In addition, since our data now cover both of the major global economic downturns of the past 20 years (for our purposes, 1999 to 2002 and 2007 to 2010), we can divide companies into those slow to respond by reallocating resources in the two crises, those that actively reallocated in only one, and those that did so in both. The results speak for themselves (Exhibit 2). On average, a company that was a high reallocator during both downturns had a TRS 3 percent greater than a company that was a high reallocator in only one and 4.5 percent greater than a company that wasn’t in either.

Exhibit 2

Companies that reallocated their resources during tough times enjoyed significantly higher returns.

Realizing the benefits of resource reallocation during a downturn often requires shifting capital and other resources from one existing business to another: when times are tough, there is generally less new capital around, either in the form of growth in retained earnings or of new debt and equity capital. From 2007 to 2010, for example, the volume of new capital available to corporate-management teams in our sample declined by over 15 percent.

In these circumstances, it is more incumbent than ever on companies to make difficult trade-offs between the funding of promising growth opportunities (which require nurturing with more capital) and of mature or underperforming ones (which may need pruning). We found that high reallocators in our sample tended to reallocate existing and new resources equally; low reallocators, by contrast, had a much harder time taking resources away from existing lines of business and tended predominantly to reallocate new resources. The willingness to rob Peter to pay Paul is one of the hallmarks of a dynamic top team.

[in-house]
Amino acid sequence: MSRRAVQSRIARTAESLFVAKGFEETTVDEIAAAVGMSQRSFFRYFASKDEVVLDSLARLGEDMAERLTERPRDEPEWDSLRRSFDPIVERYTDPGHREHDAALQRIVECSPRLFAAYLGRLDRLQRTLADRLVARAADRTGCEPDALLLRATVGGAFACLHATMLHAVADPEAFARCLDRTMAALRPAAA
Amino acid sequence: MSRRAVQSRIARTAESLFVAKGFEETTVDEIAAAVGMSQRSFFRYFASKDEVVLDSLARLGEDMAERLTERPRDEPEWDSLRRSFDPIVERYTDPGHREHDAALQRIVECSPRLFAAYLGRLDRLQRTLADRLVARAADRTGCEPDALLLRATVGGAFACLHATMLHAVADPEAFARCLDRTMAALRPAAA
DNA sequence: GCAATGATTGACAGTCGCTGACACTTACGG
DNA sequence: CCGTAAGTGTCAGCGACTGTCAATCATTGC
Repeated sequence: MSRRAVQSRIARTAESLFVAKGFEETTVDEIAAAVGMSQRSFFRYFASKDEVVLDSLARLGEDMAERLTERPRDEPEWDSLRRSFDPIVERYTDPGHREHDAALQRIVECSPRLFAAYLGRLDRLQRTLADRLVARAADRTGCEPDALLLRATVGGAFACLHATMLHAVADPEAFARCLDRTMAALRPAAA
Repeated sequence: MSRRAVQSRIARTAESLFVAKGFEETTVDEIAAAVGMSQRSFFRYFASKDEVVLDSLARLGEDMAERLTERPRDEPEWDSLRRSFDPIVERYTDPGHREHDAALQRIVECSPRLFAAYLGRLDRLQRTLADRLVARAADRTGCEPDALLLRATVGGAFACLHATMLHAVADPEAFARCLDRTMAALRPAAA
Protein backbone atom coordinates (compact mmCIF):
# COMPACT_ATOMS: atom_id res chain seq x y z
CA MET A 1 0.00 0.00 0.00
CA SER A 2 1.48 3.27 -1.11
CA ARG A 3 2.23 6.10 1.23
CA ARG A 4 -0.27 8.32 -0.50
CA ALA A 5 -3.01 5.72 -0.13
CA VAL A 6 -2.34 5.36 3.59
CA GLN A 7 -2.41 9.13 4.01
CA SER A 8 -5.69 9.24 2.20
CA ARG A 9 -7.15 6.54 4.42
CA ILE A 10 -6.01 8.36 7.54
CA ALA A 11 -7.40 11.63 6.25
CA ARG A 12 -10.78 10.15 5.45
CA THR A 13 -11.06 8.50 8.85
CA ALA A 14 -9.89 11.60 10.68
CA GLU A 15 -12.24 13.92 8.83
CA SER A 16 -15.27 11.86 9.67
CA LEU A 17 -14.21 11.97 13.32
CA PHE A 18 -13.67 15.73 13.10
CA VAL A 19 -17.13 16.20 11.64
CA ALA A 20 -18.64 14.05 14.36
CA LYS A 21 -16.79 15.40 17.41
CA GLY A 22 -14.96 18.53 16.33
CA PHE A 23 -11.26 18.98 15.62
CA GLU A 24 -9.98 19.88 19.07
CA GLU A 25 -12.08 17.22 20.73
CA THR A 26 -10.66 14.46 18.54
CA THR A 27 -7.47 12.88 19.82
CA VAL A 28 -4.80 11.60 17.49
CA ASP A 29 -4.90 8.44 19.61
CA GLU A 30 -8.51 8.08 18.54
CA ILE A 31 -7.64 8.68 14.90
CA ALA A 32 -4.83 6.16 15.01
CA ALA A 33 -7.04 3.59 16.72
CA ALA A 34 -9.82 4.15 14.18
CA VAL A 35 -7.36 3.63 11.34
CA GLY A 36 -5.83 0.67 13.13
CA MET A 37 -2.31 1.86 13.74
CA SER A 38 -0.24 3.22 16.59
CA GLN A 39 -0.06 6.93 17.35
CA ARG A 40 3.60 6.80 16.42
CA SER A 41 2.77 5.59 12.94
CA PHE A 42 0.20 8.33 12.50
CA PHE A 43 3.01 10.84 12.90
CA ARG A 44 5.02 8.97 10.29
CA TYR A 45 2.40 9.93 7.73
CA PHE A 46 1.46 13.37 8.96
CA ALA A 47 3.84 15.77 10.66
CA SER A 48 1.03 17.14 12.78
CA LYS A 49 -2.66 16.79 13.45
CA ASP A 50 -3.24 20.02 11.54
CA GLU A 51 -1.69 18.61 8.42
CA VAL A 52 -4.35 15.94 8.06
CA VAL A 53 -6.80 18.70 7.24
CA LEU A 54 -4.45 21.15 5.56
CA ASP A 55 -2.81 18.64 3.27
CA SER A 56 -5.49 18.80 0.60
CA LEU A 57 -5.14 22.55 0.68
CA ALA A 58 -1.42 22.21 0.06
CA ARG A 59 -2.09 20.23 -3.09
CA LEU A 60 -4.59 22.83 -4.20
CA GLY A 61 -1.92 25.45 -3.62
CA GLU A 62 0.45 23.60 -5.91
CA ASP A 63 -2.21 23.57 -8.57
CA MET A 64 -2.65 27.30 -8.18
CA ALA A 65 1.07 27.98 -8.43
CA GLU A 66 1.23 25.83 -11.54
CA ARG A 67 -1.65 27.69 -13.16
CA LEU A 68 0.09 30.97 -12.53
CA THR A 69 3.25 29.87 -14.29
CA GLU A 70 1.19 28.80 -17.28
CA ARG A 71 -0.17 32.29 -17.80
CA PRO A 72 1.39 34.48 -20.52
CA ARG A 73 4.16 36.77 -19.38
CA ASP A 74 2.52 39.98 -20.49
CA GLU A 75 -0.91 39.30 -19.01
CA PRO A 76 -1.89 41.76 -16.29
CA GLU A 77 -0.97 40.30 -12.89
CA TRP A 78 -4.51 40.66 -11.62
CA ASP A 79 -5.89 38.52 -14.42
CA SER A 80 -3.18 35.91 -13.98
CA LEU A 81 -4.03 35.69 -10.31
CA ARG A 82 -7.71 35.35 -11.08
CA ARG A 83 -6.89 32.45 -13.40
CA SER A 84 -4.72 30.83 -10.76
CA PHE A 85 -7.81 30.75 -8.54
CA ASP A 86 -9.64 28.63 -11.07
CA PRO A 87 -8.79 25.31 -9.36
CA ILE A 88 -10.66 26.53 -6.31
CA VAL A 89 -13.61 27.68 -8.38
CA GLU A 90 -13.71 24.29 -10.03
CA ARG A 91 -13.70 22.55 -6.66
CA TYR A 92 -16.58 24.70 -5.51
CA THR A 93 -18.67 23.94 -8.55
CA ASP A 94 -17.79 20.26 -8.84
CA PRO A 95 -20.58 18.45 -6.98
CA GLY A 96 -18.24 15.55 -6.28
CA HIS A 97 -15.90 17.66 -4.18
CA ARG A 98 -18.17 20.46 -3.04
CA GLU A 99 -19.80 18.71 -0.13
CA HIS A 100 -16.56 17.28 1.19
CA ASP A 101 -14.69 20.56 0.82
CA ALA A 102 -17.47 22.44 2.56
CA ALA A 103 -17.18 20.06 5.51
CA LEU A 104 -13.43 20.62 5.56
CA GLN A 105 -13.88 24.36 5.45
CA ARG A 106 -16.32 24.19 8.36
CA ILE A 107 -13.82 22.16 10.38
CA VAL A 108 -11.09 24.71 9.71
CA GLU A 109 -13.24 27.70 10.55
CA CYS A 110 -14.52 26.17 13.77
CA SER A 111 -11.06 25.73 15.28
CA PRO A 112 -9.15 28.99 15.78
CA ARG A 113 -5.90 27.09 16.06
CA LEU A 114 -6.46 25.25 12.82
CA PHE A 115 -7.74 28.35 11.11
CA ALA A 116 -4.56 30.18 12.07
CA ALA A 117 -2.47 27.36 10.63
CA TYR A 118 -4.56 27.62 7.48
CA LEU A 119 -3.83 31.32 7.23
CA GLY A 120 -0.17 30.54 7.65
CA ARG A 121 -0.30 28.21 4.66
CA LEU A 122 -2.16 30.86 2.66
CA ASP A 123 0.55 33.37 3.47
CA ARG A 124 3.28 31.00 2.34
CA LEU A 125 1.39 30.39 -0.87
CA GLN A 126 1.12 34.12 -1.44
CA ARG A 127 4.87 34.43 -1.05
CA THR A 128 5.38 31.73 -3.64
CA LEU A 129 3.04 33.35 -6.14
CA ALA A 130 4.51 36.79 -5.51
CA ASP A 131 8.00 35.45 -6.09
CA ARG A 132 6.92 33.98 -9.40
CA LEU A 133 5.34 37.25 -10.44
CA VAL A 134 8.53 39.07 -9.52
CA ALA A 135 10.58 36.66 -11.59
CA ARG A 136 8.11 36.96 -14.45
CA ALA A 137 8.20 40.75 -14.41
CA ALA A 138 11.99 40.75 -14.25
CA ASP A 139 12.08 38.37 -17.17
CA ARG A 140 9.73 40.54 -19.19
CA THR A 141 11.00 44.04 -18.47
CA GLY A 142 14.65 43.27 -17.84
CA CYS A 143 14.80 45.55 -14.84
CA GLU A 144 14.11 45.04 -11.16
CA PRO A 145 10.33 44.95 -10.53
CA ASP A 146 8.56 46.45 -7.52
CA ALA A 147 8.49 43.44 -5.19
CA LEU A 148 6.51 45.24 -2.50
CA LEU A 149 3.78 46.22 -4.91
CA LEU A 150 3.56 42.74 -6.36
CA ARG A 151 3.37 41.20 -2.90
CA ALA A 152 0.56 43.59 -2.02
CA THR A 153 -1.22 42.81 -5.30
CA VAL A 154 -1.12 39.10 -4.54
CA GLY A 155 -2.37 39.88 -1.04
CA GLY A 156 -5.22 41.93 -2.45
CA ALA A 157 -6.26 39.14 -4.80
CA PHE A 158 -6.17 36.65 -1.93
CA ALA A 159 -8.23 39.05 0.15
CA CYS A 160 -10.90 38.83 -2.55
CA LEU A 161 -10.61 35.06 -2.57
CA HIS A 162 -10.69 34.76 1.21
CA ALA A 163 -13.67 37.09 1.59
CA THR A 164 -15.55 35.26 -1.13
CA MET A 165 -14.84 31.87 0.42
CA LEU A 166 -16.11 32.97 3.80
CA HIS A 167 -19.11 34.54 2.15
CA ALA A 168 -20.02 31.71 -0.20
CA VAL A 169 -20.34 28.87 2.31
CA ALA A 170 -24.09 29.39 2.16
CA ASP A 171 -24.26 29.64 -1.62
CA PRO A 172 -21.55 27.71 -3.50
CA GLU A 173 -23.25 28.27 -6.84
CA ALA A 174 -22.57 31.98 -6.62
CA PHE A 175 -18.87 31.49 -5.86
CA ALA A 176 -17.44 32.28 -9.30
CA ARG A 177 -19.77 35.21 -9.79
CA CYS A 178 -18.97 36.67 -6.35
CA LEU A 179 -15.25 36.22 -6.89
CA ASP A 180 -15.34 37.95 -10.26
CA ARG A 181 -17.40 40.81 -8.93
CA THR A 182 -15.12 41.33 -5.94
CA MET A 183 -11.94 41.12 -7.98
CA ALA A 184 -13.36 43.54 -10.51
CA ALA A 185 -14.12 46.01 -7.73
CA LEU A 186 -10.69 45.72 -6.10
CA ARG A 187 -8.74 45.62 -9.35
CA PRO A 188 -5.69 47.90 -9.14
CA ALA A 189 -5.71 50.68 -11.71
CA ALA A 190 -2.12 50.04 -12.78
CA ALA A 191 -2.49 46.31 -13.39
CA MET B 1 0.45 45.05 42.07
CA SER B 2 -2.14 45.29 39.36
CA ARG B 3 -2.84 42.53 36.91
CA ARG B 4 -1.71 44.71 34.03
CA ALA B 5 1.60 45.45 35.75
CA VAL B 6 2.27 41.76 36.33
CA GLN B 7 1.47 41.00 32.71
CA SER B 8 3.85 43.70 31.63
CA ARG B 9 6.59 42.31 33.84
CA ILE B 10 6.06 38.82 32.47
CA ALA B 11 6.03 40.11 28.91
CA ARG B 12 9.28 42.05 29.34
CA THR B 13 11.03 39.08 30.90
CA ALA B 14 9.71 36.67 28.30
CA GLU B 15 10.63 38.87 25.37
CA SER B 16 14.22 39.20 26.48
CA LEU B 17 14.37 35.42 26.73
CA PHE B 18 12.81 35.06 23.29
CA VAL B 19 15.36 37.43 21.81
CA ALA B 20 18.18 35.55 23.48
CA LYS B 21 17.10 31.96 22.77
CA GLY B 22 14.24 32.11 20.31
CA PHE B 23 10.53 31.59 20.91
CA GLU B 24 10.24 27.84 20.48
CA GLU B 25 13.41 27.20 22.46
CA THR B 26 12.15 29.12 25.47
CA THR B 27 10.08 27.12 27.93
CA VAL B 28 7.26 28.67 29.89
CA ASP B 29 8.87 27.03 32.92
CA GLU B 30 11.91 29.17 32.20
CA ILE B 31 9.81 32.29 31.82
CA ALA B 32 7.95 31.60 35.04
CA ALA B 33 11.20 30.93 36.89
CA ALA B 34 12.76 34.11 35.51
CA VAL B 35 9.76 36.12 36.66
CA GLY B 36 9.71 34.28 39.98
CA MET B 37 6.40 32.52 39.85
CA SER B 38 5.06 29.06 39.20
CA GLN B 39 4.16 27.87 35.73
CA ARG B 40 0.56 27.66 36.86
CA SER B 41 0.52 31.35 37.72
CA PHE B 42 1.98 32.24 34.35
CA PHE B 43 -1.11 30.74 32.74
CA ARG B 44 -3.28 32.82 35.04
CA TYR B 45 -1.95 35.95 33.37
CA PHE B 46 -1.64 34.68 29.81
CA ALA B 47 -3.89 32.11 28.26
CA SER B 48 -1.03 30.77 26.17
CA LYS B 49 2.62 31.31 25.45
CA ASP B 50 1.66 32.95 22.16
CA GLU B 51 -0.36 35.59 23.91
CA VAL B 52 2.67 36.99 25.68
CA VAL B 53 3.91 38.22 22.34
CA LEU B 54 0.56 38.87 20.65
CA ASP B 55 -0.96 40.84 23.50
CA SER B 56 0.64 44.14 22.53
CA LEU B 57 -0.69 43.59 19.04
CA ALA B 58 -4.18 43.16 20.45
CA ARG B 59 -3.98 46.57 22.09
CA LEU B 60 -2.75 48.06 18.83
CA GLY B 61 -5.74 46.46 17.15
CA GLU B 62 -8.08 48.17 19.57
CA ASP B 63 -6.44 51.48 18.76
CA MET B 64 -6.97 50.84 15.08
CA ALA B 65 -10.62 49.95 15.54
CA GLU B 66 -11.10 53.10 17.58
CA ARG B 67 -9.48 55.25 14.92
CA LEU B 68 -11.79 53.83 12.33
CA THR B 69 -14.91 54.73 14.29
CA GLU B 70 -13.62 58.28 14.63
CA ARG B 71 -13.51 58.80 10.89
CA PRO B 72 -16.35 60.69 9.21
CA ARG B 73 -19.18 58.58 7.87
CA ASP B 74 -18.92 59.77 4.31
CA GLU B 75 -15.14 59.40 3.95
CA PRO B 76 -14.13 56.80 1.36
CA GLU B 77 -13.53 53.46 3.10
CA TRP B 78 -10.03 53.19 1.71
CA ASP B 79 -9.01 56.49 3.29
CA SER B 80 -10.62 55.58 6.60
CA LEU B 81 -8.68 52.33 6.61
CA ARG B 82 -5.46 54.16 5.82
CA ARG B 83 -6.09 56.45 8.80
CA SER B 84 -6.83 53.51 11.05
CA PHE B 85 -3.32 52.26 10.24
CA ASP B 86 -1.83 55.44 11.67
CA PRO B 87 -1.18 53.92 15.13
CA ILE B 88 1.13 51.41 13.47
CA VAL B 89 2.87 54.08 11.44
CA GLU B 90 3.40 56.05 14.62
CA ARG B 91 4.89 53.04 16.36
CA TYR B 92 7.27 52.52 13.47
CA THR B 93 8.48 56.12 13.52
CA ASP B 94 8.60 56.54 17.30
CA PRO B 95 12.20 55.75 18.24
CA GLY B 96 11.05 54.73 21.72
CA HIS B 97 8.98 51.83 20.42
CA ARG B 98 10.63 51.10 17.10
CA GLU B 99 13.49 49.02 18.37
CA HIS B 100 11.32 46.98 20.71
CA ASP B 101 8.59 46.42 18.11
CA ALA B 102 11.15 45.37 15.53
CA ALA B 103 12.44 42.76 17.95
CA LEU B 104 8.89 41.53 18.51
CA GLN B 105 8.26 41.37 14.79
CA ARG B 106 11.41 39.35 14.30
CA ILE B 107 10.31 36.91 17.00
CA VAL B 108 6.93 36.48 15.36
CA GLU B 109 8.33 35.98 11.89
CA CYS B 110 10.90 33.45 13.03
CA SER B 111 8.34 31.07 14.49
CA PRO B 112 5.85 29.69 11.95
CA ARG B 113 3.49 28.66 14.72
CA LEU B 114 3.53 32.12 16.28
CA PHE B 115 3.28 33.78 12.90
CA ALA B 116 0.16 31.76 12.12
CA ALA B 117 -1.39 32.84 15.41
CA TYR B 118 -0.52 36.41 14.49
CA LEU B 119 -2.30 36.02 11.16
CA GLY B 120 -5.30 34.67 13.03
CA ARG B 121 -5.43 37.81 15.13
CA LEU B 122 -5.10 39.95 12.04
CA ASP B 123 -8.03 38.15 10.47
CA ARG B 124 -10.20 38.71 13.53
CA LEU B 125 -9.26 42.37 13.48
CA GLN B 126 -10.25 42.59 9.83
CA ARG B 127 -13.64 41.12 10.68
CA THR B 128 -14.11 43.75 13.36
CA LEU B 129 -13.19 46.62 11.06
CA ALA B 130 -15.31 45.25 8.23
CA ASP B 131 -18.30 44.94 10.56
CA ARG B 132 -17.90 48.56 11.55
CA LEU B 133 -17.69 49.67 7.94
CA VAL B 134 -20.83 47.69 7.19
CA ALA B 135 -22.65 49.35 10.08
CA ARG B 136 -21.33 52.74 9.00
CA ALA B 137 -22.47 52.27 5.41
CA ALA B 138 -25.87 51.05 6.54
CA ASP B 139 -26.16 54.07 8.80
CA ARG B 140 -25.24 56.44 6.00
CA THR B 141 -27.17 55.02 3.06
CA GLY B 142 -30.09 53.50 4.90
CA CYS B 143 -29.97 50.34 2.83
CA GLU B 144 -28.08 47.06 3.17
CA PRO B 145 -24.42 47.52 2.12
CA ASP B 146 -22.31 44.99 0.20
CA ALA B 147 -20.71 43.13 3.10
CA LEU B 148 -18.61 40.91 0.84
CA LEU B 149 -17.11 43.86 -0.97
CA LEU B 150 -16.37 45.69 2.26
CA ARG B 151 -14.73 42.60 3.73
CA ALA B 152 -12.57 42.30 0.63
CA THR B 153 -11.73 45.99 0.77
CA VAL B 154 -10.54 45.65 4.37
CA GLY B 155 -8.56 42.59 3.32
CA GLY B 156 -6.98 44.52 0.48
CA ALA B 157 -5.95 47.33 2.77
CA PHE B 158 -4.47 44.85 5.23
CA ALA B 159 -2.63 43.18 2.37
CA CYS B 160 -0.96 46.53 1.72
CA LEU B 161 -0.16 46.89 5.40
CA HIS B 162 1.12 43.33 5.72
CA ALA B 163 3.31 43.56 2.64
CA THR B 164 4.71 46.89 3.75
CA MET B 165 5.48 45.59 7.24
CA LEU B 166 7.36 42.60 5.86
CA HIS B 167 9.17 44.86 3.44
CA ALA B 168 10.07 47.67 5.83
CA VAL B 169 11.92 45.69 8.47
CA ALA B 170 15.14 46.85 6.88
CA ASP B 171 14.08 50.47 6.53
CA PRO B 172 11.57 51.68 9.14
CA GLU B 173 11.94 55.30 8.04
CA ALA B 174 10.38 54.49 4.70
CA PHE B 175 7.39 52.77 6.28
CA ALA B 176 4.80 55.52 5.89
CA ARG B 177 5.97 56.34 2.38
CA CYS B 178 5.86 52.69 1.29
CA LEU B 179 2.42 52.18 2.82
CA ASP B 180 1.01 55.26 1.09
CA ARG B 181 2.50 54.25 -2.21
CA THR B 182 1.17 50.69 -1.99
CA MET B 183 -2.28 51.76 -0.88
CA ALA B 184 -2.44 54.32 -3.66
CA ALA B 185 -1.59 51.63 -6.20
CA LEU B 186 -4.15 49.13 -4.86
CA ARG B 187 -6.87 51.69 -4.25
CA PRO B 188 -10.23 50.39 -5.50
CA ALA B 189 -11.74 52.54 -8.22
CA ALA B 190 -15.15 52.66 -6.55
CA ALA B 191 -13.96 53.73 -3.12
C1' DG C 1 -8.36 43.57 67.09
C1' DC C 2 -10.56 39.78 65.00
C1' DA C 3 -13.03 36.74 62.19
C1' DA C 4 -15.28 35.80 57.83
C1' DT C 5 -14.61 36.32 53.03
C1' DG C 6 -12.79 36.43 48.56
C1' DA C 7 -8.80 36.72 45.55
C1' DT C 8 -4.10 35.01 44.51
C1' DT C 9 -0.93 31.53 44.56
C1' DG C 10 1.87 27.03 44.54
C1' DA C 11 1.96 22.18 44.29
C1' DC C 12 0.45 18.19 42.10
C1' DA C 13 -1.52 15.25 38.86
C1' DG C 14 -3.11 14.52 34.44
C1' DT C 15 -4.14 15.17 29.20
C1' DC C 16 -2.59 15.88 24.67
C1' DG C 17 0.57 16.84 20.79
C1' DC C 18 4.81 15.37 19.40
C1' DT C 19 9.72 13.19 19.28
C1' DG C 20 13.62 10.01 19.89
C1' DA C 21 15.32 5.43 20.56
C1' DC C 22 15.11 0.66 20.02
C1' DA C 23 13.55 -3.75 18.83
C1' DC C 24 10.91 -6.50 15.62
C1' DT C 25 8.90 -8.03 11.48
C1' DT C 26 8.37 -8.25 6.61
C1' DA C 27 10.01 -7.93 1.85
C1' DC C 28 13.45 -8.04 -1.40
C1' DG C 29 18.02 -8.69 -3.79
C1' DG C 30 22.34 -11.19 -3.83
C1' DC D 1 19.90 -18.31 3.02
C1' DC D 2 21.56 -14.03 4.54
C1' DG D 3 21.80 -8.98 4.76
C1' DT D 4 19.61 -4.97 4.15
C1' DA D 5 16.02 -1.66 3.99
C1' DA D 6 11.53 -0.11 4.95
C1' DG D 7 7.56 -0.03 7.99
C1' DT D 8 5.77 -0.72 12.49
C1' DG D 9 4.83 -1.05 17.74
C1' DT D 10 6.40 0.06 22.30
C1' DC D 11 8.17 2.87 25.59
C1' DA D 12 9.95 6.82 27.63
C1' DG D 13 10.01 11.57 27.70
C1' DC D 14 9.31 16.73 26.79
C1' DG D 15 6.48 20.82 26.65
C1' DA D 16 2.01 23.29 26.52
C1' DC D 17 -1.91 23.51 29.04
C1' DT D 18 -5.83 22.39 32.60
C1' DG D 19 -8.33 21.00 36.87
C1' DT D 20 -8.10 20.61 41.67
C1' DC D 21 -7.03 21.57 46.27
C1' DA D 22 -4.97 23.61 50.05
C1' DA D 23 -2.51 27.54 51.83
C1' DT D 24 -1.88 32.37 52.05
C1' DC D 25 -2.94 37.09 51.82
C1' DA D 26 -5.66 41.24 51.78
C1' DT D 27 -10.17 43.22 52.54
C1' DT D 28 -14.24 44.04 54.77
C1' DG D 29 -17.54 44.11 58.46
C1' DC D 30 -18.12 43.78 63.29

This is not to say, however, that sharp, one-time swings of focus in response to a changing external environment generally make sense. Rather, our new data suggest that markets most reward companies that do not overreact to short-term signals by making large, abrupt changes in business focus but instead pursue multiple, stepwise shifts in resources, year after year, in pursuit of a clear strategy. That approach tends to produce better returns and lower volatility than one or two Herculean changes to a corporate portfolio (Exhibit 3).

Exhibit 3

Companies that consistently reallocated their resources experienced higher and less variable returns.

These results suggest to us that resource reallocation is a muscle that requires exercising in good times and even more in bad times. Companies should be on their guard against inertia at all stages of the cycle—and may need to be particularly ruthless in a downturn, especially when new sources of capital dry up.

About the authors

Mladen Fruk is a consultant in McKinsey’s Bucharest office, Stephen Hall is a director in the London office, and Devesh Mittal is a specialist in the McKinsey Knowledge Center in Gurgaon.

The authors would like to thank Reinier Musters for his contribution to the development of this article.